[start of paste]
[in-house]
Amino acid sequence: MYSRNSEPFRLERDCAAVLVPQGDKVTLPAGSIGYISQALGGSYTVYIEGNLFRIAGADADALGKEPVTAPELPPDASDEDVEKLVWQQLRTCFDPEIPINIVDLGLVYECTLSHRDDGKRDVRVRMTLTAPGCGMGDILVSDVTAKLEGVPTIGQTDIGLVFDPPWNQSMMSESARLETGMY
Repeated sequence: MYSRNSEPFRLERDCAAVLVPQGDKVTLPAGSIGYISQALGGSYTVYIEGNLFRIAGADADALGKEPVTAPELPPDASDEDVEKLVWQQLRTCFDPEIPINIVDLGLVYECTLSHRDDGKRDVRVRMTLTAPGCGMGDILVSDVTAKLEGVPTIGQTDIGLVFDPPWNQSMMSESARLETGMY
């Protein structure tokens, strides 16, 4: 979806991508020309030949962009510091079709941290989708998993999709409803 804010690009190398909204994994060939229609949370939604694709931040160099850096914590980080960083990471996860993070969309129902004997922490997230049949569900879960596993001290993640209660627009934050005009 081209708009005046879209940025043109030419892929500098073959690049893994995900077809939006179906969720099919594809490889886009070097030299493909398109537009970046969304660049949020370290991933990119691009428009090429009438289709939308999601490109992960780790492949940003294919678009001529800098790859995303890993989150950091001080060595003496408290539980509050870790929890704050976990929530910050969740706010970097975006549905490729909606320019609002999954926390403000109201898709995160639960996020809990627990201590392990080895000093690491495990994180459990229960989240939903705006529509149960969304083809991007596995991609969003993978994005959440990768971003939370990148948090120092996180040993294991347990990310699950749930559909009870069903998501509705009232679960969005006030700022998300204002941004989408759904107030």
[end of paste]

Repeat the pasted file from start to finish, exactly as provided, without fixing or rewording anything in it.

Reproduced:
[in-house]
Amino acid sequence: MYSRNSEPFRLERDCAAVLVPQGDKVTLPAGSIGYISQALGGSYTVYIEGNLFRIAGADADALGKEPVTAPELPPDASDEDVEKLVWQQLRTCFDPEIPINIVDLGLVYECTLSHRDDGKRDVRVRMTLTAPGCGMGDILVSDVTAKLEGVPTIGQTDIGLVFDPPWNQSMMSESARLETGMY
Repeated sequence: MYSRNSEPFRLERDCAAVLVPQGDKVTLPAGSIGYISQALGGSYTVYIEGNLFRIAGADADALGKEPVTAPELPPDASDEDVEKLVWQQLRTCFDPEIPINIVDLGLVYECTLSHRDDGKRDVRVRMTLTAPGCGMGDILVSDVTAKLEGVPTIGQTDIGLVFDPPWNQSMMSESARLETGMY
């Protein structure tokens, strides 16, 4: 979806991508020309030949962009510091079709941290989708998993999709409803 804010690009190398909204994994060939229609949370939604694709931040160099850096914590980080960083990471996860993070969309129902004997922490997230049949569900879960596993001290993640209660627009934050005009 081209708009005046879209940025043109030419892929500098073959690049893994995900077809939006179906969720099919594809490889886009070097030299493909398109537009970046969304660049949020370290991933990119691009428009090429009438289709939308999601490109992960780790492949940003294919678009001529800098790859995303890993989150950091001080060595003496408290539980509050870790929890704050976990929530910050969740706010970097975006549905490729909606320019609002999954926390403000109201898709995160639960996020809990627990201590392990080895000093690491495990994180459990229960989240939903705006529509149960969304083809991007596995991609969003993978994005959440990768971003939370990148948090120092996180040993294991347990990310699950749930559909009870069903998501509705009232679960969005006030700022998300204002941004989408759904107030």